70+ years of wisdom living with a rare bleeding disorder.

Dave Berkemann describes himself as an “old retired farm boy” who likes to collect classic cars in his garage in central Iowa and volunteer with the state Department of Aging when he is well enough to do so. Plasma-based therapy has allowed him to live a long and productive life. A life he never expected to have. 

Berkemann is living with severe hemophilia B, a rare inherited bleeding disorder. Hemophilia is sometimes known as Christmas disease, after the 5-year-old boy, Stephen Christmas, who was the first to be diagnosed with it in 1952. Berkemann started experiencing symptoms of hemophilia B when it was still just referred to as “being a bleeder.” From the moment he was born, just handling him like a normal baby left bruises. Growing up in rural America meant, that, even though he had regular pain and hemorrhaging, little healthcare was accessible to him geographically or financially. In 1953, at 8 years old, his family left him at a hospital in Des Moines, Iowa, to receive medical care due to an injury. Church clergy that visited him told him he would not live past his late teens, which he carried with him the rest of his life.

It wasn't until Berkmann was 10 years old that he was able to learn more about his disease when doctors officially identified it as hemophilia. It would still be some time before the difference in hemophilia types was discovered. He has experienced the effects of this disorder for over 70 years and, in the first decade of his life, had very few options for treatment. At that time, blood transfusions were the standard of care, and Berkmann required 28 blood transfusions in 1962 for a dental problem alone. 

Hemophilia B, also called factor IX (FIX) deficiency, is an inherited genetic disorder (though one-third of cases are caused by spontaneous variants in the F9 gene that are not inherited), in which the factor IX clotting protein found in plasma is either missing or doesn’t work. In Berkmann’s case, the disorder does appear to be genetically passed down in his family. His mother's half-sister passed away from the condition in 1929. His daughter has a son with the condition, and his older brother, who also lives with the condition, has grandkids with it as well.

Hemophilia occurs in approximately 1 in 5,000 live births, with around 30,000 people living with the disease in the United States today. Hemophilia B, which Berkmann has, makes up only one-fourth of these cases, making it even more rare.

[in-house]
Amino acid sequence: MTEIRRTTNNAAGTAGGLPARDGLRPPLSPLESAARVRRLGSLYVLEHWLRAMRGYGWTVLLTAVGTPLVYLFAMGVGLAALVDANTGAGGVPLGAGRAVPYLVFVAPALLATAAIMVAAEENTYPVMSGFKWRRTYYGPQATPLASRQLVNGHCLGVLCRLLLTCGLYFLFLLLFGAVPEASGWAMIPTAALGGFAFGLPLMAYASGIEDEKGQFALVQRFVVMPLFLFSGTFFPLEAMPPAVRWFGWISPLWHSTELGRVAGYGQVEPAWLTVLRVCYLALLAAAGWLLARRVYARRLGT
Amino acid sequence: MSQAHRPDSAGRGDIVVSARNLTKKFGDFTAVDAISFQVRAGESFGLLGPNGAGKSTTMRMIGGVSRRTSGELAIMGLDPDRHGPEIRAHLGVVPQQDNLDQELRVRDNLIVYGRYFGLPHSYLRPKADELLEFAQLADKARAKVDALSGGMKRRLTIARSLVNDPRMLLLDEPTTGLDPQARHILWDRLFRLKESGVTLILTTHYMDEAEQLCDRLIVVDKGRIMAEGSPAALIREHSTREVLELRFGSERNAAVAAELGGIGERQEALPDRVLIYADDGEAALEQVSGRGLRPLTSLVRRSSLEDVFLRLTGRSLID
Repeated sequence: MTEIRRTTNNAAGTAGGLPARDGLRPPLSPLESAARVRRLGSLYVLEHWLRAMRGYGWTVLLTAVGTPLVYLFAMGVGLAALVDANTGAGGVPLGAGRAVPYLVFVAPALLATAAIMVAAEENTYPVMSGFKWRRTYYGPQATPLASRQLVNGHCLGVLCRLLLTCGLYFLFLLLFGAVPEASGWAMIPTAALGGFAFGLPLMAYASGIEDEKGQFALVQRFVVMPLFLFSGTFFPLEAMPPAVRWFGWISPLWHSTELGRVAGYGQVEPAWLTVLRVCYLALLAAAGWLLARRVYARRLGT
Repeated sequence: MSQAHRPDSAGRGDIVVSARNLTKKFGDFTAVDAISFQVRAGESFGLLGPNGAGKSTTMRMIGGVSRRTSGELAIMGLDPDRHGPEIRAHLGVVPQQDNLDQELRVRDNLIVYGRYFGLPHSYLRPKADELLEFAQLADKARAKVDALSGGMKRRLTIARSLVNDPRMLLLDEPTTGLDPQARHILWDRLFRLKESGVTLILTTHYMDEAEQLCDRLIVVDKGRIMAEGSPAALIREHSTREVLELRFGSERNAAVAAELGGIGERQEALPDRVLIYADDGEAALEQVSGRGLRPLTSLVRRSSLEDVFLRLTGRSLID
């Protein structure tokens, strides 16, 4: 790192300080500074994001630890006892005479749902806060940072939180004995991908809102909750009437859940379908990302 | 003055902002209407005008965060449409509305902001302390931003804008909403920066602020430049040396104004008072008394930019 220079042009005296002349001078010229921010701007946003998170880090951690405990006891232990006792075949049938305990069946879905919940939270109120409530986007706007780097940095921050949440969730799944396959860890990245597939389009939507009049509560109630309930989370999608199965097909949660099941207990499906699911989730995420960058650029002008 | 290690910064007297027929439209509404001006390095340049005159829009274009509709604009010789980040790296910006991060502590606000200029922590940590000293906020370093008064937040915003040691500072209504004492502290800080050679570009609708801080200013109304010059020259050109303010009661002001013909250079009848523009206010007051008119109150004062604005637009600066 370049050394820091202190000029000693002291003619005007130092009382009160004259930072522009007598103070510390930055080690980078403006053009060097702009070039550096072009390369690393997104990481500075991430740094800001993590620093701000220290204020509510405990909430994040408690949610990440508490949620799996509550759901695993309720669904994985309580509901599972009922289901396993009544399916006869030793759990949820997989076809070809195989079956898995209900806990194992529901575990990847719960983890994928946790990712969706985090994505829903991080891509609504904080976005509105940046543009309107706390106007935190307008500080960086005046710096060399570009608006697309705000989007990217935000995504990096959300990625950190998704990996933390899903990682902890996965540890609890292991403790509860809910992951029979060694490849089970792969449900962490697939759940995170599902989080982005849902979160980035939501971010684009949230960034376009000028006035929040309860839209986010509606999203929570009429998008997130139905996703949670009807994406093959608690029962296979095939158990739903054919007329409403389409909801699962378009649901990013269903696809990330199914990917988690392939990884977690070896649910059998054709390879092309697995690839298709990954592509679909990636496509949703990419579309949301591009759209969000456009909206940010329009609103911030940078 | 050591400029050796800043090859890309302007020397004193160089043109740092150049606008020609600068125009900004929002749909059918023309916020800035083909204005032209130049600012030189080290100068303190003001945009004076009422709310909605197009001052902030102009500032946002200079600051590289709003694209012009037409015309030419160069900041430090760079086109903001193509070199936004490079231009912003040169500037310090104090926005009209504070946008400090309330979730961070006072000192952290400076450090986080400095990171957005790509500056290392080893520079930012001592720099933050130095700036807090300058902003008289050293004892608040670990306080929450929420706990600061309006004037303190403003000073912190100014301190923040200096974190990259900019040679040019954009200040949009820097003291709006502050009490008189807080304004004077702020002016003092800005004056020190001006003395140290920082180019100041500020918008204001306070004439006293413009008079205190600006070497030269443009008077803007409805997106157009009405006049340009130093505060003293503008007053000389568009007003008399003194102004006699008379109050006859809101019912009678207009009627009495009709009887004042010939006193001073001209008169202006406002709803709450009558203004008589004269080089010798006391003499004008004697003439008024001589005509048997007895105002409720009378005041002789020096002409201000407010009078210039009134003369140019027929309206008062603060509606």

In 1965, Berkmann began receiving plasma-derived therapy, which has changed everything for him, by allowing his blood to clot properly and improving his quality of life. He finds his plasma therapies to be quick and reliable and said when factor IX became available, “we thought Heaven was here.” Plasma helps treat hemophilia because it replaces the missing blood clotting factor in the patient so that the individual’s blood can clot properly. 

He says that no aspect of his life was unaffected by hemophilia B, even when treatment improved his health. He was sometimes referred to as the “town cripple,” and was denied employment in the limited number of jobs his condition allowed him to do. Employers did not want to take the risk, at first, just not wanting to raise their insurance premiums. When the AIDS pandemic broke out, he was even more ostracized, as it was assumed anyone taking a blood product had AIDS. He lost the job he had during this time. All the while, he says having medication that kept him relatively healthy made all the difference. Though plasma-derived therapies are one of the most expensive medications in America, he is grateful that the product he is on is “much less than most recombinant products.”. Recombinant products are proteins that are created by combining genetic material from two different sources in order to alter their characterization. Berkmann describes one of his biggest hurdles living with hemophilia B over the last 30 years is simply that healthcare professionals are not familiar with it, due to its rarity. Berkmann thinks there are only a few hundred people like him in the entire state of Iowa. Doctors who lack medical knowledge about severe hemophilia B are one of the main problems he faces anytime he needs medical care, even when it is not related to his condition—like for a joint replacement he recently had. 

If Berkemann could share something with folks considering donating plasma, he would want them to know that it helps millions of people get the medicines that they need. He is leery of the financial component of it, concerned that it has impacted the charitable reputation for the folks in his town. He would love people to see donating plasma just like donating money to a cause, a charitable thing to do.

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